You are not currently logged in. Please create an account or sign in to view the full course.

Atomic Clocks

3. How to Trap Atoms and Detect Atomic Transitions

This is the course trailer. Please create an account or sign in to view this lecture.

 
  • Description
  • Cite

About this Lecture

Lecture

In this mini-lecture, we discuss how to hold, or trap, atoms and how to detect the transitions of atoms from lower to upper energy states. In particular, we consider: (i) physicists, Hans Dehmelt and Wolfgang Paul, who created the first atomic ion traps; (ii) the basic idea of how atomic ion traps work, which involves applying electric potentials to a set of electrodes in order to create a 3D harmonic well that traps the ion; (iii) the atomic ion trap for a mercury ion used to make an atomic clock, specifically discussing the ion’s transition between energy levels depending on the laser excitation wavelength; (iv) an image captured with a UV-sensitive camera that allows us to see an individual mercury ion; (v) how laser cooling can be used to suppress Einstein’s relativistic time dilation; and (vi) the NIST IONS research group in 1979.

Course

In this course, Professor David Wineland (University of Oregon) discusses atomic clocks. In the first mini-lecutre, we compare traditional and modern methods of navigation, where we see that precision in a clock’s ‘tick rate’ is essential for modern satellites and GPS. In the second mini-lecture, we discuss how a basic, mechanical clock (such as a pendulum clock) works, compare these clocks with atomic clocks, explain how to make an atomic clock with lasers/masers, and discuss why atomic clocks are so accurate and reliable. In the third mini-lecture, we introduce the concept of holding, or trapping, a single atom (or ion) and how this can be used to detect atomic transitions between the energy levels of the atom. The fourth mini-lecture discuses further effects on atomic clocks, notably gravitational-potential redshifts, and notes future uses of atomic clocks.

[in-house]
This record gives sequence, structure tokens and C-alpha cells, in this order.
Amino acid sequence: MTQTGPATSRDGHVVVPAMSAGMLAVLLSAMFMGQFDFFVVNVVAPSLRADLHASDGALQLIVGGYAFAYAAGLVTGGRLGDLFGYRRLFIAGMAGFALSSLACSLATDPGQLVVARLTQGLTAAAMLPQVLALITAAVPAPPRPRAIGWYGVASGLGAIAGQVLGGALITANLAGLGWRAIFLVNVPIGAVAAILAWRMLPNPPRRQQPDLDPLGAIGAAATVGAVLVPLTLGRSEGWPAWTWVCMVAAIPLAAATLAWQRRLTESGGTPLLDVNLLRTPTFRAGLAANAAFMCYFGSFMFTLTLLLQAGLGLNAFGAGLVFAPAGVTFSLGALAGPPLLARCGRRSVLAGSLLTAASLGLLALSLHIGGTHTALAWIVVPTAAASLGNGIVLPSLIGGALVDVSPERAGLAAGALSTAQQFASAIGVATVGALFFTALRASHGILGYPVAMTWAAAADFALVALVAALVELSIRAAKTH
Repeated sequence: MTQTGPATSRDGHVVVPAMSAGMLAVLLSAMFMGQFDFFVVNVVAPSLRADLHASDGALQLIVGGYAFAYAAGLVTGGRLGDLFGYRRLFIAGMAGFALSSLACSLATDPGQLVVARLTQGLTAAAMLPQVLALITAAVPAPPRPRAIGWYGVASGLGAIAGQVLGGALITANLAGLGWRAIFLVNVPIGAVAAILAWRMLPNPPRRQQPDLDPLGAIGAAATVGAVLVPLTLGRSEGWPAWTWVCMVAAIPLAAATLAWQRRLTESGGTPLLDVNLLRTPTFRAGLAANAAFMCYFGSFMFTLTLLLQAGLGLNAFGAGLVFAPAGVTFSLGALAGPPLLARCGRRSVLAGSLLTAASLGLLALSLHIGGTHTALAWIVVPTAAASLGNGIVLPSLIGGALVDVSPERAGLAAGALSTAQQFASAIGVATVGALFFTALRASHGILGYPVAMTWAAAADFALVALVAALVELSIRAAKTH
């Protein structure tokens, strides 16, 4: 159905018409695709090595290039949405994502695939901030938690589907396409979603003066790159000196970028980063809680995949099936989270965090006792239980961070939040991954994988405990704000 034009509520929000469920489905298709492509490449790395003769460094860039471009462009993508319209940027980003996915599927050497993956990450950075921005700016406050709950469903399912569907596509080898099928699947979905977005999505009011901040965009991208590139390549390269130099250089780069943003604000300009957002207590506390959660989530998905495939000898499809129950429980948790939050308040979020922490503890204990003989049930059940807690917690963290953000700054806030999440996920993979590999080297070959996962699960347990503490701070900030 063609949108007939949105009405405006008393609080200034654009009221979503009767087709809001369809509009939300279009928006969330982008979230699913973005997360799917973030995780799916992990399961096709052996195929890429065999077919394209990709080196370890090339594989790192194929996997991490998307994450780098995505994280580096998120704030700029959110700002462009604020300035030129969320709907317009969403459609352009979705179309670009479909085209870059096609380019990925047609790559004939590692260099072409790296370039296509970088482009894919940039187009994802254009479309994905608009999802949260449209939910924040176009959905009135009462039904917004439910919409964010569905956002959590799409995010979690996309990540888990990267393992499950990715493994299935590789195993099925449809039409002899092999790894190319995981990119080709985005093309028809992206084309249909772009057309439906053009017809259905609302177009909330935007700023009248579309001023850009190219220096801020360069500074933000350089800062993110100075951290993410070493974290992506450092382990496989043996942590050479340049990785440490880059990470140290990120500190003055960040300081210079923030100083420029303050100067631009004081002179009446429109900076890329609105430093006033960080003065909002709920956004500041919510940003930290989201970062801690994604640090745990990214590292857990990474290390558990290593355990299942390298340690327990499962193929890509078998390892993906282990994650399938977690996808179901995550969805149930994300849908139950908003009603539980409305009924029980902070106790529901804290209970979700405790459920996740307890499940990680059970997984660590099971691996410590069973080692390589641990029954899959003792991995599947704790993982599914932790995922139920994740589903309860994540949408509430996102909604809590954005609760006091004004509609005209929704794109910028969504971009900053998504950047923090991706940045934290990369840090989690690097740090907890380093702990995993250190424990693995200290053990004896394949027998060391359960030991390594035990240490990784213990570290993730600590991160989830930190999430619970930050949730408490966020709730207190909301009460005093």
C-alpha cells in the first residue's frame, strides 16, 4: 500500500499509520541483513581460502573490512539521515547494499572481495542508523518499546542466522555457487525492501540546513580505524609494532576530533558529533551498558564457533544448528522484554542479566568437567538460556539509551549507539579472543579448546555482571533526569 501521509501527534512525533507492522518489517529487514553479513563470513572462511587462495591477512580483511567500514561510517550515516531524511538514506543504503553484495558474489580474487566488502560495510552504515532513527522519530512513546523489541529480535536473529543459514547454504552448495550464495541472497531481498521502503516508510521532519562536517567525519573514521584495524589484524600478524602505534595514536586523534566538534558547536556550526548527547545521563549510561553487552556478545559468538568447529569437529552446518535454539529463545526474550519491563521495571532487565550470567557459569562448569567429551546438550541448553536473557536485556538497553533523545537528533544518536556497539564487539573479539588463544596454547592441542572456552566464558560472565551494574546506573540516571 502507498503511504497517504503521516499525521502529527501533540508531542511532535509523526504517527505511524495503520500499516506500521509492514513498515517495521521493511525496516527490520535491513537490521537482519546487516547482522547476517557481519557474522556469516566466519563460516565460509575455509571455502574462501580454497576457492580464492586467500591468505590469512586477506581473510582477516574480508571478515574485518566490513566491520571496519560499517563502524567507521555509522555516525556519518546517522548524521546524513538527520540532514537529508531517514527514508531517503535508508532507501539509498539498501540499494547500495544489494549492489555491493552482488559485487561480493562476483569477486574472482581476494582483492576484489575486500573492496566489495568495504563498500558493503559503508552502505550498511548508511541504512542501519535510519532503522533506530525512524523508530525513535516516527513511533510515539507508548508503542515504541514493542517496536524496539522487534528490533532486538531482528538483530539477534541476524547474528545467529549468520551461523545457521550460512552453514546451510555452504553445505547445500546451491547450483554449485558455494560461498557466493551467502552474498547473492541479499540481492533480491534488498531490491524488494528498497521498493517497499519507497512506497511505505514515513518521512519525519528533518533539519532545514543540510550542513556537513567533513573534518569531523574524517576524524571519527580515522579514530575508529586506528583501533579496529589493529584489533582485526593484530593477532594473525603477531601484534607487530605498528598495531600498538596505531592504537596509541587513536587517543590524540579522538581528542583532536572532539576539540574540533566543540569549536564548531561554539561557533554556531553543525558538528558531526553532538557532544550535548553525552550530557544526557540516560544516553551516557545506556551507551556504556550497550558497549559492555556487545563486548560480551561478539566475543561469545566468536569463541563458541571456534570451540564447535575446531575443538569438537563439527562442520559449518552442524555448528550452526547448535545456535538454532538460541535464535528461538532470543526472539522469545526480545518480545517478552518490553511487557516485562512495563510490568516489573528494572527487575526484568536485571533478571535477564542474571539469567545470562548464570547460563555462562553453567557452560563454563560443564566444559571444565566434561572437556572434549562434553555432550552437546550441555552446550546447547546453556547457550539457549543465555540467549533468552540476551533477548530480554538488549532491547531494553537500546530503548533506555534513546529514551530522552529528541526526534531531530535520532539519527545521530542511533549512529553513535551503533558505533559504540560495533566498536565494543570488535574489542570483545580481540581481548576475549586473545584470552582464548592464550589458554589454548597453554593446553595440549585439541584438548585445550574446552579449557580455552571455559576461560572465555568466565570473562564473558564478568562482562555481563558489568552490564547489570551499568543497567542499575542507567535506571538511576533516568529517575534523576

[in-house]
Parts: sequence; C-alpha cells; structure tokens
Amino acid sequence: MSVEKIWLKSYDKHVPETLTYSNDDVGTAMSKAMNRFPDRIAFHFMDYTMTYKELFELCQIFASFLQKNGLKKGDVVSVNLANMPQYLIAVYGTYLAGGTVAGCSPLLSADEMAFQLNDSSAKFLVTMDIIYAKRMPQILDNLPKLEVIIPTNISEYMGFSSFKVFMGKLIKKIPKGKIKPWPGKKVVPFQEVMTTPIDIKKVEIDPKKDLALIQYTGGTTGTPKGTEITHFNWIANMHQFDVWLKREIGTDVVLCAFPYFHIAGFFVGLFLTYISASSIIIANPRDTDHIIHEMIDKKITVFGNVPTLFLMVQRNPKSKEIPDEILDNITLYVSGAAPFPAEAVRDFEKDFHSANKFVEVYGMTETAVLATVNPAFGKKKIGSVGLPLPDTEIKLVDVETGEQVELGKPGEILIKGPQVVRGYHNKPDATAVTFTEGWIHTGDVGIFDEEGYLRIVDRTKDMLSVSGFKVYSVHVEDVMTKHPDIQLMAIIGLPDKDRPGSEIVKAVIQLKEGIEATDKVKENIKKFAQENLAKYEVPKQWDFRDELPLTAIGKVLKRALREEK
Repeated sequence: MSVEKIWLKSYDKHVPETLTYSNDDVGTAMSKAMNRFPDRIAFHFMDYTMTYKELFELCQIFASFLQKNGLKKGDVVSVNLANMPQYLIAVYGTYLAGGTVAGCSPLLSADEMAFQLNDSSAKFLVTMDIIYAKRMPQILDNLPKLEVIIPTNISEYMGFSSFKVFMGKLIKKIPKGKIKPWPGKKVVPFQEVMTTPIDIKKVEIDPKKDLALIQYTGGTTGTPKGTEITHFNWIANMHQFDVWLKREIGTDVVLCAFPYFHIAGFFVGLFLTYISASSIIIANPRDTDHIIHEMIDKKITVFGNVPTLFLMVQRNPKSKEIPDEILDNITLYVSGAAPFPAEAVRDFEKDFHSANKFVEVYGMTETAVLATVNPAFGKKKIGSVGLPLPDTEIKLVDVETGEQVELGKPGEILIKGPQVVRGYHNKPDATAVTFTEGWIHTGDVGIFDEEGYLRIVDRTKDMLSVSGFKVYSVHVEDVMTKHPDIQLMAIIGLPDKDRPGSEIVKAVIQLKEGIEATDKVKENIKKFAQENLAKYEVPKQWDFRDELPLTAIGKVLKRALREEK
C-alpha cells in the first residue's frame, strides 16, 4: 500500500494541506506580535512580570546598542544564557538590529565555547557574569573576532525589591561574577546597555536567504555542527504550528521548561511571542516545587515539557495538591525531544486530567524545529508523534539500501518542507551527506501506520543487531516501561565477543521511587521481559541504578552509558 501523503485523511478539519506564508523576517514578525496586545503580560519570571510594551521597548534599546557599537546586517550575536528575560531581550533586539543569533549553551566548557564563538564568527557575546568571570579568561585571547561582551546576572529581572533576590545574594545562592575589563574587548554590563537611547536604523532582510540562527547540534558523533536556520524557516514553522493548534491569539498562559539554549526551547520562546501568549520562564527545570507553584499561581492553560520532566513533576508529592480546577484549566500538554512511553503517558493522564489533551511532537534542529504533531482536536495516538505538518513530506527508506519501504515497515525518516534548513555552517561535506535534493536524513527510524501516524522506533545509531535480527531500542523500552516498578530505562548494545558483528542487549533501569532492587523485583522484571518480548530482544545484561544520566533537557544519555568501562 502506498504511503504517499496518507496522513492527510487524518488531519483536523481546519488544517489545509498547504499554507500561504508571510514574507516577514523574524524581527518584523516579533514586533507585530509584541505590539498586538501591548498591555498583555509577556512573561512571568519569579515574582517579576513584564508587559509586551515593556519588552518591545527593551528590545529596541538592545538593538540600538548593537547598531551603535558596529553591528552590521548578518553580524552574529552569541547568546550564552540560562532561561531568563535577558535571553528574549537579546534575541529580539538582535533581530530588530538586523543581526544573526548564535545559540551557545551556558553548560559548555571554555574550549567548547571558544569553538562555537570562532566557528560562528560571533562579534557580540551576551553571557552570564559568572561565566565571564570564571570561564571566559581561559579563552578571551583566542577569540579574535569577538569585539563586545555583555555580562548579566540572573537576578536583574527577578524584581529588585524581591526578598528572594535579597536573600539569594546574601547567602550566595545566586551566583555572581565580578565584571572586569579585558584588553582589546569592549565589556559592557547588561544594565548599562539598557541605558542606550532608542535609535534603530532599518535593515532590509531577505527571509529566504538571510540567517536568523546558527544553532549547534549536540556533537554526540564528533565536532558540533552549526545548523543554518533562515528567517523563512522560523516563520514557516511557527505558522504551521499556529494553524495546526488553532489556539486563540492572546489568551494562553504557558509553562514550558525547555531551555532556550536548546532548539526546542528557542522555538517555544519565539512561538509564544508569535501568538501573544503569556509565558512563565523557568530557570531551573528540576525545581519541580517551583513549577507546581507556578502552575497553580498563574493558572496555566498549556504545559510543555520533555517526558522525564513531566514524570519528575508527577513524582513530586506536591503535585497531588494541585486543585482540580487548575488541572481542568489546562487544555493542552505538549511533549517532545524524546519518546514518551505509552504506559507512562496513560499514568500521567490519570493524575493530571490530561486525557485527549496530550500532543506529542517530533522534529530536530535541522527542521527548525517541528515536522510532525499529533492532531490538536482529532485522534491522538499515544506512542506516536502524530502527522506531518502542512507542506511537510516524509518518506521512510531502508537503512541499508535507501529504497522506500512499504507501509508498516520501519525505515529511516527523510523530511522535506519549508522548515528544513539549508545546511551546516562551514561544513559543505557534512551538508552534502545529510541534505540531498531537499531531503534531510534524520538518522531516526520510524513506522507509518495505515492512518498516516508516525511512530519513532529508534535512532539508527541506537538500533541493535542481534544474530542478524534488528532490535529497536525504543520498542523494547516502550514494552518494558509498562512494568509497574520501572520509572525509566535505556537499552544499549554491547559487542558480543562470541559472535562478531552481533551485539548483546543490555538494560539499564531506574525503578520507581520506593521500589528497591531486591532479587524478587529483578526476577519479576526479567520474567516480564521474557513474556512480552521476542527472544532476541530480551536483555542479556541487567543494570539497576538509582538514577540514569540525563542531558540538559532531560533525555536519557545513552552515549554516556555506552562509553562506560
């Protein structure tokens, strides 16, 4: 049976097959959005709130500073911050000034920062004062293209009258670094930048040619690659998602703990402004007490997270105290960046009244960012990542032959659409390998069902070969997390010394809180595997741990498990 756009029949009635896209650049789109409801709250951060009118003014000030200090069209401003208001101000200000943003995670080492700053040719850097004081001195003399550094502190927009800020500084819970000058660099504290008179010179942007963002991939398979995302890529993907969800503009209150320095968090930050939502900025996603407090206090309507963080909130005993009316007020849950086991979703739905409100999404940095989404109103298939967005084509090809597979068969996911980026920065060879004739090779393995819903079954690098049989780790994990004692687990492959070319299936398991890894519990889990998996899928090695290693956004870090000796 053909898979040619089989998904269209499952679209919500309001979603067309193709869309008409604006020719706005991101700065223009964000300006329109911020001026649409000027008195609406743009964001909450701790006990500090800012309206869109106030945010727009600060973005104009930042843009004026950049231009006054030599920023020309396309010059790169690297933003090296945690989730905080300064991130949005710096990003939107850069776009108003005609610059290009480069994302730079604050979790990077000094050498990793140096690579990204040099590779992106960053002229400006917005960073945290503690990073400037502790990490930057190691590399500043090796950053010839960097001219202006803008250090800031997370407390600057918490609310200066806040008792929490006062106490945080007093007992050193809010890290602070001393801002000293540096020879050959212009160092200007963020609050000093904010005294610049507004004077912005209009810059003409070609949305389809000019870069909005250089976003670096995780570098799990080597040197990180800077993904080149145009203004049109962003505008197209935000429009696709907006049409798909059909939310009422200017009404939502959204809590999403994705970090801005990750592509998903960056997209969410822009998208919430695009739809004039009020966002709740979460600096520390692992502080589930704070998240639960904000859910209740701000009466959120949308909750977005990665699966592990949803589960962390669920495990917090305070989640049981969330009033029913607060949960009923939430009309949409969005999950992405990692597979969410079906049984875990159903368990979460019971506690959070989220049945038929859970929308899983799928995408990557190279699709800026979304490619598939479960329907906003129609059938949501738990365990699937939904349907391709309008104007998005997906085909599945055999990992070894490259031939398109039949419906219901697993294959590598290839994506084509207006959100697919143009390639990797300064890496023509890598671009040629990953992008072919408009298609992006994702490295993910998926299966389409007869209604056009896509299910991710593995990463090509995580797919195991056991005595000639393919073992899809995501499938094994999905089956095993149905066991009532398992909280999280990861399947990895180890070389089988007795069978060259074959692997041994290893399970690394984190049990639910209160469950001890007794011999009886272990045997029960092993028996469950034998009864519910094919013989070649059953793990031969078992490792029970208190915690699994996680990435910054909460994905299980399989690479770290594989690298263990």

Lecturer

Professor David Wineland is the Philip H. Knight Distinguished Research Chair and Research Professor in the Department of Physics at the University of Oregon and was jointly awarded the 2012 Nobel Prize in Physics for devising methods to study the quantum mechanical behaviour of individual ions. In 1975, he joined the National Institute of Standards and Technology (NIST) in Boulder, Colorado, where he started the ion storage group and was a professor adjoint at the University of Colorado at Boulder. Professor Wineland and his group at NIST were able to place an individual electrically trapped laser-cooled ion in a superposition of two different locations. This permitted them to experimentally study fundamental physics, such as quantum mechanical behavior. This work led Professor Wineland and his group to make advances in quantum computing and atomic clocks.

Cite this Lecture

APA style

Wineland, D. (2022, January 12). Atomic Clocks - How to Trap Atoms and Detect Atomic Transitions [Video]. MASSOLIT. https://massolit.io/courses/atomic-clocks/frequency-shifts-relativity-and-the-future-of-atomic-clocks

MLA style

Wineland, David. "Atomic Clocks – How to Trap Atoms and Detect Atomic Transitions." MASSOLIT, uploaded by MASSOLIT, 13 Jan 2022, https://massolit.io/courses/atomic-clocks/frequency-shifts-relativity-and-the-future-of-atomic-clocks

Image Credits

Get instant access to over 4,000 lectures